With winter getting gradually warmer in Bangladesh for nearly a decade, meteorologists and climate experts say this winter will be even much warmer and shorter than previous years as the mercury is not falling as expected.
According to statistics provided by Bangladesh Metrological Department (BMD), the people of Bangladesh are experiencing less cold this winter. which had set early in December. The temperature is higher than it was in previous years during this month.
Besides, the Met office said, the length of this winter is likely to be shorter as it may end in early February when days will start getting longer.
According to a recent report released by Global Climate Risk Index 2019, Bangladesh is the seventh most affected country in the world due to "extreme weather events" over the last 20 years from 1998 -2017.
The report also said 407 people died in Bangladesh in 2017 due to extreme weather-related events while the country suffered an economic loss of about USD 2,826.68 million during the period.
Bazlur Rashid, a meteorologist at Bangladesh Meteorology Department, said that Bangladesh has been experiencing relatively warmer winter and a gradual fall of intense cold temperatures for a decade as the country's overall temperature has increased around 1.2°C during the period.
"This winter is no exception as well. People are experiencing less cold as the mercury did not fall to the level it should. The average temperature is 1-2°C higher than the previous years. The lowest temperature was recorded 9.5°C today (Sunday) at Pannchaganr's Tentulia while in Dhaka the highest was 18°C. The lowest temperature on this day last year was 8.9°C at Tentulia and 17°C in Dhaka," he said.
The meteorologist said the temperature may fall substantially next week when one or two light or mild cold waves are likely to sweep the country.
He said mercury is likely to drop tp as low as 6 degrees Celsius in northwestern regions, including Rangpur, Rajshahi and Khulna divisions. "But, Dhaka's temperature is unlikely to fall significantly during the cold wave as it won't drop below 12 to 13 degrees Celsius."
Bazlur said people in the country's northwestern and southern regions, especially the Rangpur Division, are now feeling cold due to light rain or drizzle that occurred over the last couple of days.
Stating that January is supposed to be the coldest month in Bangladesh, he said the mercury to fall next month with one or two severe cold waves sweeping the country, but it may not come down to the expected level. "The average temperature should remain about 10-12 degrees Celsius during January, but it may not drop below 15°C."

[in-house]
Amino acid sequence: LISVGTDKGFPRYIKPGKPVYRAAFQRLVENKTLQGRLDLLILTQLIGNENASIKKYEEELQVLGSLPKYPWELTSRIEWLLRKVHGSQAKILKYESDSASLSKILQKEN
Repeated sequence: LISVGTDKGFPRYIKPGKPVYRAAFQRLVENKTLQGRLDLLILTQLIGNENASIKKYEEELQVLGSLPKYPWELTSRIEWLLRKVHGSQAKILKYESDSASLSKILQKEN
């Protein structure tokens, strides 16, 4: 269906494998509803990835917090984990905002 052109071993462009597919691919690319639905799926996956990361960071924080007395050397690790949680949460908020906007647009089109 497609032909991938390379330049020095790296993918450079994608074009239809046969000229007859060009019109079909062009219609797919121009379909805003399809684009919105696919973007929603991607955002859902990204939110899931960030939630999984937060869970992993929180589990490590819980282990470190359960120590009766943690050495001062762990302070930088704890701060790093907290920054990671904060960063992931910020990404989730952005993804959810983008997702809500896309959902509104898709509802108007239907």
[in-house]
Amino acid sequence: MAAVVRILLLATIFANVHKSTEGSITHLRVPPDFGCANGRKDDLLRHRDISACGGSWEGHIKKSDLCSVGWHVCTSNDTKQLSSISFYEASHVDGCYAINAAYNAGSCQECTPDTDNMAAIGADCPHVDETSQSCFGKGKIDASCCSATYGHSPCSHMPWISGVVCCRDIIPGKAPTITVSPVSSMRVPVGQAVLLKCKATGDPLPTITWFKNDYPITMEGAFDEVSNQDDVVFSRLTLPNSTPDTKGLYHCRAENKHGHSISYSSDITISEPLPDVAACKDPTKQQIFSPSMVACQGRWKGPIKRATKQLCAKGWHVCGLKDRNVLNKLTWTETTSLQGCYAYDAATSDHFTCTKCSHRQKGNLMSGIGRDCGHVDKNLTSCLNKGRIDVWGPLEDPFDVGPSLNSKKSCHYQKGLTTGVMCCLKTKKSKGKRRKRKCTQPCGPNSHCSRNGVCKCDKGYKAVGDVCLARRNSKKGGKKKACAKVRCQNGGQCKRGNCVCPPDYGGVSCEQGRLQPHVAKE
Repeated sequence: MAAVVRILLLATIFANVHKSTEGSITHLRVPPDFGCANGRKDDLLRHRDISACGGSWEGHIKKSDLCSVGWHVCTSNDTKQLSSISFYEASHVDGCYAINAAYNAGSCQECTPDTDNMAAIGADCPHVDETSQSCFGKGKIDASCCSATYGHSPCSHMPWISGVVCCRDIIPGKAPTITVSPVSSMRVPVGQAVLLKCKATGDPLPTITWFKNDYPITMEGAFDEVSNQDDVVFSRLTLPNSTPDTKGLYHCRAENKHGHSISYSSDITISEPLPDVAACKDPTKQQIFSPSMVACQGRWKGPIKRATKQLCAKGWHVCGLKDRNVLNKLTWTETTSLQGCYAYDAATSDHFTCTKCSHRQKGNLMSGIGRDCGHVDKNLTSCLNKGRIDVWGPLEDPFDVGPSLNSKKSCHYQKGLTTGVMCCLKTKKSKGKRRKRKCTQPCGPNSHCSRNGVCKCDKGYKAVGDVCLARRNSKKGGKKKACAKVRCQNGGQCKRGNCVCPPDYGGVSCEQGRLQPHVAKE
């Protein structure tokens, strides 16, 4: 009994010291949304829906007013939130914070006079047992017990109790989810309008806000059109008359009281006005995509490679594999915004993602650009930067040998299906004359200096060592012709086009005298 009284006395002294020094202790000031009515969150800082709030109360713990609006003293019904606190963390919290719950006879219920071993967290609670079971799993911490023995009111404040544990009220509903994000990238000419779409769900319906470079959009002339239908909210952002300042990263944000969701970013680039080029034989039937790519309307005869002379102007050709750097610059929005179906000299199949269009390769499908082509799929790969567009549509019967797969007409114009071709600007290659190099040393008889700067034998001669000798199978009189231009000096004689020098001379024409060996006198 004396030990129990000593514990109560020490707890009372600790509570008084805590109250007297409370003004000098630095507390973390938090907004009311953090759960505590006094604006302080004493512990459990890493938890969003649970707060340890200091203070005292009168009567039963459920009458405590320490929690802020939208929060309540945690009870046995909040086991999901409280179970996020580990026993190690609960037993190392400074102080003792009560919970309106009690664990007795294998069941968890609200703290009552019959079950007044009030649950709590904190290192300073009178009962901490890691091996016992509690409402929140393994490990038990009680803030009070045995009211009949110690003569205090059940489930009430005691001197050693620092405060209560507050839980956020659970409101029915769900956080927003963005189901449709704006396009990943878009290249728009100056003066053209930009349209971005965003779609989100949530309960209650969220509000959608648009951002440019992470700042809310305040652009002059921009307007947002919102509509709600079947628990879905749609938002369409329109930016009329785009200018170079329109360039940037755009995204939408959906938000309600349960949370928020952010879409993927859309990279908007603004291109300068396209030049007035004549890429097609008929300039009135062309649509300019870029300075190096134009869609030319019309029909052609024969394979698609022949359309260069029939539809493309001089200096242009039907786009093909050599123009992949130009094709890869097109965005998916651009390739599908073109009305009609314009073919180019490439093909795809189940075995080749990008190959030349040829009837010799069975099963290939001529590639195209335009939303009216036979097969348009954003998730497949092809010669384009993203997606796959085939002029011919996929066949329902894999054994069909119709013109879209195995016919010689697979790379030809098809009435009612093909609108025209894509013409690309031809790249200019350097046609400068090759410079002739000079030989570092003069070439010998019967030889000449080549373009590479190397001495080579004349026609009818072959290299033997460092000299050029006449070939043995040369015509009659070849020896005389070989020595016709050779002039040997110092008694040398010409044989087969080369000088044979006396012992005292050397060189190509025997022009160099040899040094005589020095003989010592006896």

Bazlur also said the winter season should persist till the last week of February, but this time it may end in early February when days will start getting longer.
Eminent climate expert Dr Atiq Rahman said temperature have increased one degree Celsius on average in Bangladesh due to climate change while half-degree Celsius for other reasons, such as pollution and industrialisation.
He said the average global temperature has increased 0.96 degrees Celsius and has continued to rise. "So, there's no doubt that Bangladesh is experiencing warmer winters."
Dr Atiq, executive director of the Bangladesh Center for Advanced Studies, said that people in Dhaka and other cities have been experiencing much higher temperatures than other areas because of the huge number of buildings and concrete roads and pavements, which retain the heat for six to 8 hours after sunset.
The winter is getting less biting gradually, but with more fogs, He added, "Crops are being affected badly with increased fogs. The cyclone Bulbul also damaged winter crops this year."
The noted climate expert said that Bangladesh has very little to do to check the unusual temperature during winter as it is one of the worst the victims of global warming caused by climate change.
He, however, said that the government should take steps to increase greeneries in Dhaka and other cities, encourage people to plant different trees on roofs, balconies and open spaces around their houses and check pollution to reduce warming a bit.
Prof Maksudur Rahman of Dhaka University's Geography and Environment Science department said that the average temperature in Bangladesh is increasing due to some natural and manmade reasons, including global warming, lack of adequate greeneries, rapid urbanisation and industrialisation, excessive emission of Carbon dioxide and the growing use of ACs, electricity and electronic devices.
There is a necessity for adequate research to know the long-term impact of climate change, warming and abnormal shift in the traditional six seasons of the country and its biodiversity, he said.
"Our government should focus on conducting research on climate-related issues."